Friday, May 02, 2014

The First Sync Summit

The site of the world's first sync summit, OlympiaWashington, combines two power names in one location.

The Conference

Sync Book Press has announced they are holding The Olympia Sync Summit this coming August 8-9, 2014. Readers of this Twilight Language blog, who live in the Pacific Northwest, may wish to attend.

It is the Sync Book Press's first, large-scale event with multiple days and presenters. Currently, they are selling pre-sale tickets as a part of an Indiegogo campaign to fund the event. They are asking for folks to consider donating and meeting with them this summer at their conference. Get your tickets now! For full details, see here.

The Location

Olympia's name origins, of course, go back to Olympia (Greek: Ολυμπία; Ancient Greek: [ˈolympia]; Modern Greek: [ˈolibia] Olympía), the sanctuary of ancient Greece in Elis, which is known for having been the site of the Olympic Games in classical times, the most famous games in history.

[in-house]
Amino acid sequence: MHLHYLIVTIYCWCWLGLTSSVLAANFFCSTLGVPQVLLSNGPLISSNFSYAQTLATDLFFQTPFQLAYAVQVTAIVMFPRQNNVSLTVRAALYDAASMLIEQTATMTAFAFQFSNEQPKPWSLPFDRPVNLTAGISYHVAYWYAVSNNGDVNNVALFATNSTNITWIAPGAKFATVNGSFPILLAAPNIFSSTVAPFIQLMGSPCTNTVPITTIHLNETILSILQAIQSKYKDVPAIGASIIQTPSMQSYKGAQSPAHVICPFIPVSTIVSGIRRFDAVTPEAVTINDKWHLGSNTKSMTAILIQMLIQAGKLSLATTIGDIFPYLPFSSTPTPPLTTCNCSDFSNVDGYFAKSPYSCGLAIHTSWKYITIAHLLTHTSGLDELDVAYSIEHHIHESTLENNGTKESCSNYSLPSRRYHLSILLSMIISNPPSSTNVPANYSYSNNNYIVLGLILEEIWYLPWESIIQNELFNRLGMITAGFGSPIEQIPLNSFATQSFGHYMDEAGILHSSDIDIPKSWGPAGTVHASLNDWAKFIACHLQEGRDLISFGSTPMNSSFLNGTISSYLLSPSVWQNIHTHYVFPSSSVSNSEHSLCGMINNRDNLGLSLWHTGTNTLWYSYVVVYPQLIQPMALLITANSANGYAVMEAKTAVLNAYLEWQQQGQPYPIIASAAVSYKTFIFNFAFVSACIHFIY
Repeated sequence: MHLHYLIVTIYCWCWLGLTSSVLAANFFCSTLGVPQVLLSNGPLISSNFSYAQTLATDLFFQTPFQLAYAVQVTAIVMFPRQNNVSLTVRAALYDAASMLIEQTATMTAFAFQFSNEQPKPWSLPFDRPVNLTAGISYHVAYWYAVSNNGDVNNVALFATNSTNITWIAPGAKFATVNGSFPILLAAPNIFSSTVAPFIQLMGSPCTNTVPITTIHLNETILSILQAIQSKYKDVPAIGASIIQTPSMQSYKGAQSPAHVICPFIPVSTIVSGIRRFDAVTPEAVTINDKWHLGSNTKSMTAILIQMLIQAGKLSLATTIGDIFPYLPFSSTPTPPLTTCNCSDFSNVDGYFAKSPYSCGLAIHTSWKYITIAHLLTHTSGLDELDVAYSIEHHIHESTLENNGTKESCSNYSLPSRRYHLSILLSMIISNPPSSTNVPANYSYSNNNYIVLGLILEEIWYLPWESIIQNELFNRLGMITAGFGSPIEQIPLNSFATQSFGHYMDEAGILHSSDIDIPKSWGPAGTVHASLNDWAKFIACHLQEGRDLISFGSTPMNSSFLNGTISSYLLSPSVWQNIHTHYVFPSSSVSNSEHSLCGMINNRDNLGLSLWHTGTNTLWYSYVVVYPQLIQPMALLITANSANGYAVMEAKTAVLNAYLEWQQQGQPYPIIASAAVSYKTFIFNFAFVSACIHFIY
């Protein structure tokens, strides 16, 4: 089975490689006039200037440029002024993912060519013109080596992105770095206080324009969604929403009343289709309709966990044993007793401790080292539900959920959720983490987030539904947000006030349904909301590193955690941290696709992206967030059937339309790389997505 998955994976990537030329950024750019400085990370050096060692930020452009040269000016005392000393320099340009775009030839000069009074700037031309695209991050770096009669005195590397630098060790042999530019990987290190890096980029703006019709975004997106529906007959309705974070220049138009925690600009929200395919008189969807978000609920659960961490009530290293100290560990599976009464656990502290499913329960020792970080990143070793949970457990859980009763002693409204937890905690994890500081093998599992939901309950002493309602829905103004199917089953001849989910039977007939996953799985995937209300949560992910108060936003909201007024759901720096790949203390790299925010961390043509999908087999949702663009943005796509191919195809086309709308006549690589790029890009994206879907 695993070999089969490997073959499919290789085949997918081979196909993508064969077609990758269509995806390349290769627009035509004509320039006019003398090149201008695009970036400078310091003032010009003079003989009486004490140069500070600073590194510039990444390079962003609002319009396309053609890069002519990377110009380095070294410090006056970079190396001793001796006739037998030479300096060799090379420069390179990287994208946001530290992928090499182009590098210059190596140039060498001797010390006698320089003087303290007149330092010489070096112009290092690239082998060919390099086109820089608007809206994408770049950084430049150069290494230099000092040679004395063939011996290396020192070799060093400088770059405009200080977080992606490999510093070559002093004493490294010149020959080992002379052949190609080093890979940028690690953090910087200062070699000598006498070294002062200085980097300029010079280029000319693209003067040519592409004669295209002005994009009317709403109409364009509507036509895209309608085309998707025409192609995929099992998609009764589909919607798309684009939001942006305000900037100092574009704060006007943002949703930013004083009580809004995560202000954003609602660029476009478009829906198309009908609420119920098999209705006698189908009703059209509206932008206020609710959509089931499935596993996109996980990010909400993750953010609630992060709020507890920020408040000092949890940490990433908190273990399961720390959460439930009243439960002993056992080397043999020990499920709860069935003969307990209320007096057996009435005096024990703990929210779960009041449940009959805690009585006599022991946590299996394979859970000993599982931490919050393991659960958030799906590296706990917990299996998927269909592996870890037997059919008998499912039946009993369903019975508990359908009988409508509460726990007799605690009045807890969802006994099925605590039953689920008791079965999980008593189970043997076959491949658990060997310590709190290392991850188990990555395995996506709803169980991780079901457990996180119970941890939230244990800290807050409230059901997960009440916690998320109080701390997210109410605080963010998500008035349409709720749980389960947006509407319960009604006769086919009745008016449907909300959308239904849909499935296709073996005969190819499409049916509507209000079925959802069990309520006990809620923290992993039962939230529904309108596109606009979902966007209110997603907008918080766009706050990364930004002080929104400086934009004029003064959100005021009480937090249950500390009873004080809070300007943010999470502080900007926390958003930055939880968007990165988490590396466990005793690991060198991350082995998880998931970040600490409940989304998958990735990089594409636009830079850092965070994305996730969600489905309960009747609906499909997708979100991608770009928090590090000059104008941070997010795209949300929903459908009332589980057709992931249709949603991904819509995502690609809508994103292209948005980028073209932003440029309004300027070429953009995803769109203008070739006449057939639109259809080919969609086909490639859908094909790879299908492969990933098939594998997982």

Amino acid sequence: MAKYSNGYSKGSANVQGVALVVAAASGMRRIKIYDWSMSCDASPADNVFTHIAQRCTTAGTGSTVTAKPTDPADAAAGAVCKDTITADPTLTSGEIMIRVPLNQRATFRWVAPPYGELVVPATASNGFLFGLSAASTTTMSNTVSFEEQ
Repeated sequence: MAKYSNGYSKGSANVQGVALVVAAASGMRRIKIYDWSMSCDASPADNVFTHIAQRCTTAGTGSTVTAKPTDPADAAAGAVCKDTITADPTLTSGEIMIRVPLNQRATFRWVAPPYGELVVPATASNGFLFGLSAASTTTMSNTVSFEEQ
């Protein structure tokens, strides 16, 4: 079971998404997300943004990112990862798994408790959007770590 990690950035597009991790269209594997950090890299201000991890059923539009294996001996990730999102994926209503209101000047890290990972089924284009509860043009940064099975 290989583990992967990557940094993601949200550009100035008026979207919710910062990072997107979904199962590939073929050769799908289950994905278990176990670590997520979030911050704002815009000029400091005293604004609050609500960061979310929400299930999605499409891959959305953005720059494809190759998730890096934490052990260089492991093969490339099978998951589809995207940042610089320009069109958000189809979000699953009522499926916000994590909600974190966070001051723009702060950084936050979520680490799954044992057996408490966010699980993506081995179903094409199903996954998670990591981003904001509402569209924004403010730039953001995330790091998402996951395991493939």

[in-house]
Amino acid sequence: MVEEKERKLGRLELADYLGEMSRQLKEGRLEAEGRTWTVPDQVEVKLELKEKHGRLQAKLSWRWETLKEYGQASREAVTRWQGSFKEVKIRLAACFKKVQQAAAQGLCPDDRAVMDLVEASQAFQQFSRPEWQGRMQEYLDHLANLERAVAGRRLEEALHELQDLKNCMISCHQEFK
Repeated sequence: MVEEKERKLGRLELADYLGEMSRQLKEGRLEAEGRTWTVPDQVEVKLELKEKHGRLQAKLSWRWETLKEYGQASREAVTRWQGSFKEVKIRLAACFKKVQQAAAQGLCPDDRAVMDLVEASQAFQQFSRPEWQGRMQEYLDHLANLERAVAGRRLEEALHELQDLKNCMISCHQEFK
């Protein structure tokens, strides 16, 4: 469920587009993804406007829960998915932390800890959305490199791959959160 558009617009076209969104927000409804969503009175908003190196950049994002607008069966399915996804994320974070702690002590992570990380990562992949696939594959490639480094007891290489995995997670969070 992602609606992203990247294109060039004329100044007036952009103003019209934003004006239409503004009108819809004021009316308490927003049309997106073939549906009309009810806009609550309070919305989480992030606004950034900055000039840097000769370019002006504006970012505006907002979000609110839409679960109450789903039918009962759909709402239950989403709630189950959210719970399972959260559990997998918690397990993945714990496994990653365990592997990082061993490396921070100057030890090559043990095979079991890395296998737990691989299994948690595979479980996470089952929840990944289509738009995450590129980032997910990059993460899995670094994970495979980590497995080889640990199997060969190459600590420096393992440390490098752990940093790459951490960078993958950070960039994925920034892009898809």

Washington was named after George Washington, the first President of the United States, and is the only U.S. state named after a president. To distinguish it from the U.S. capital, Washington is often referred to as Washington state as opposed to the more conventional "The State of Washington," a redundancy that is unpopular with many of its citizens due to the perception that the qualifier relegates it to a lesser status among other states. Washingtonians (residents of Washington) and many residents of neighboring states and Canadians from southern British Columbia normally refer to the state simply as "Washington," while usually referring to the nation's capital as "Washington, D.C." or simply "D.C." The area was originally called "Columbia" after the Columbia River. Ironically, the area was renamed Washington to avoid confusion with the District of Columbia.

As master name game theorists, including myself and Jim Brandon, have pointed out, both "Columbia" and "Washington," tied to their Masonic harmony, are power monikers.

Master pulp fiction writer Raymond Chandler once sent his pre-Philip Marlowe sleuth Carmady to Olympia, Washington, in the short story "Goldfish," which is set in 1936. A Great Depression-era town with government buildings is sketchily described. The yarn ends violently on the extreme tip of the Olympic Peninsula, in a smugglers' nest in Westport.

In the young adult novel series Gossip Girl (novel series), the character Dan Humphrey attends The Evergreen State College, located in Olympia.

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